Convicted sex offenders who have seen sentences reduced under Spain’s ‘only yes means yes’ law now number 50

SOME 50 convicted sex offenders have had their sentences reduced under Spain’s controversial ‘only yes means yes’ law, which was designed to put consent at the heart of sexual abuse cases but has had unforeseen consequences. 

While no official figures have been put together across Spain, newspaper El Pais has come up with this total figure of convicts who have so far benefitted from the new legislation, which came into force in early October. 

Just this week a court in Pontevedra reduced the prison sentence for a man who had regular sexual encounters with a 14-year-old girl, who ended up pregnant and had an abortion. He has seen his jail time cut from five years to four-and-a-half. 

Meanwhile, the High Court in Andalusia has this week reduced the sentences for another four sex offenders, including that of a paedophile, according to news agency Europa Press. 

Across the country, at least 12 sex offenders have actually been released from custody after having their sentence reduced sufficiently that they could be let go on time served. 

The legislation was drafted by the Equality Ministry, which is run by minister Irene Montero of the leftist Unidas Podemos party, the junior partner in Spain’s coalition government. 

Dubbed the ‘only yes means yes’ law, it defines any sex acts without clear consent as rape. It merges the crimes of sexual abuse and sexual assault, meaning victims no longer have to prove violence or resistance.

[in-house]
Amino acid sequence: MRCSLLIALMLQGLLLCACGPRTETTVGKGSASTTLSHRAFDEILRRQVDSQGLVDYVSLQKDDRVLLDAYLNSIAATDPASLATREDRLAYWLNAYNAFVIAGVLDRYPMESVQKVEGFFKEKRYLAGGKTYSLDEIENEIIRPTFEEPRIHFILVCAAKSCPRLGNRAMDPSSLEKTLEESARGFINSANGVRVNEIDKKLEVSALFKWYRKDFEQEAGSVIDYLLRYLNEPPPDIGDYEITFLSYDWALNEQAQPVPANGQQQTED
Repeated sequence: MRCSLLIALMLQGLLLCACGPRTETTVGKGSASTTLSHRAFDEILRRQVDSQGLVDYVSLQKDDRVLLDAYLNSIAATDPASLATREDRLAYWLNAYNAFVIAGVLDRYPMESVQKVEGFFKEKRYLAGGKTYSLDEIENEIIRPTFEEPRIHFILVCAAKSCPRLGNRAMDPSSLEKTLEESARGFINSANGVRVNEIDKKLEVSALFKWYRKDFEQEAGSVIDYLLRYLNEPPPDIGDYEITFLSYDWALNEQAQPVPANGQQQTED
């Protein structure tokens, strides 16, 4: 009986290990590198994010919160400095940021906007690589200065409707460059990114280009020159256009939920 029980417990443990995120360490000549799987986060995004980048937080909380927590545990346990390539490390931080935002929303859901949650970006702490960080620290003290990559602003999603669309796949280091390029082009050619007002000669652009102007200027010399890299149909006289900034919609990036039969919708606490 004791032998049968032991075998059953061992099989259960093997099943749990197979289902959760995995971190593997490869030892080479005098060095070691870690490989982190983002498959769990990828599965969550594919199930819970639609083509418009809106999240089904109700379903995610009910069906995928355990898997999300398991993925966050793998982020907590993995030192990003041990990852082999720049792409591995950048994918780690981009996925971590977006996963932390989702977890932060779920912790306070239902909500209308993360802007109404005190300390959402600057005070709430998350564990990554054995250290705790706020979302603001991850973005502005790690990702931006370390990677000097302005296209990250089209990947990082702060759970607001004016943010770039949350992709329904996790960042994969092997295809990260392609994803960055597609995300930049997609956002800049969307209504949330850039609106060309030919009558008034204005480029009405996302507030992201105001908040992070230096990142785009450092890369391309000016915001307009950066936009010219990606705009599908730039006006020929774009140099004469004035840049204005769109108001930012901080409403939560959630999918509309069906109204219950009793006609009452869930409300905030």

But problems have arisen because minimum sentences for certain offences have been reduced. Under Spanish law, any change to the minimum sentence for an offence can be applied retroactively, and judges usually rule in favour of the convict in such cases. 

This has led to a flurry of appeals from convicted sex offenders, many of whom have been successful in seeing their sentences reduced. 

Despite outrage among victims, members of the public and opposition parties, the Equality Ministry insists that the law does not need to be changed. The equality minister even went so far as to blame ‘sexist’ judges for not properly applying it. 

Prime Minister Pedro Sánchez of the Socialist Party, the senior partner to Unidas Podemos in Spain’s coalition government, has also defended the legislation, but he has this week spoken about the possibility of making ‘technical adjustments’ to it given the unexpected consequences of the change. 

In the meantime, the Supreme Court is expected to unify the criteria that should be used when applying the new law. For now, courts in different parts of the country have been interpreting it in different ways. 

Until that happens, more convicted sex offenders are likely to see their sentences reduced, or will even walk free.

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